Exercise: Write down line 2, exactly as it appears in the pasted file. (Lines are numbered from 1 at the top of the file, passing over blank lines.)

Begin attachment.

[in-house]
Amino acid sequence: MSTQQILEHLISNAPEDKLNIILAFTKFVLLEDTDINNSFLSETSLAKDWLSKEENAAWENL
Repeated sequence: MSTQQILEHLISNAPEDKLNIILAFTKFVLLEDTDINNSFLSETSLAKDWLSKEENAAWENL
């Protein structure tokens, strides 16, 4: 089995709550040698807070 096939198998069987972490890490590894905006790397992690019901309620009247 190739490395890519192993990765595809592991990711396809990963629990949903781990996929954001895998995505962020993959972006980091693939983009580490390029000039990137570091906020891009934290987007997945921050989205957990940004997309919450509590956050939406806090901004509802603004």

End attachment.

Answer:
Amino acid sequence: MSTQQILEHLISNAPEDKLNIILAFTKFVLLEDTDINNSFLSETSLAKDWLSKEENAAWENL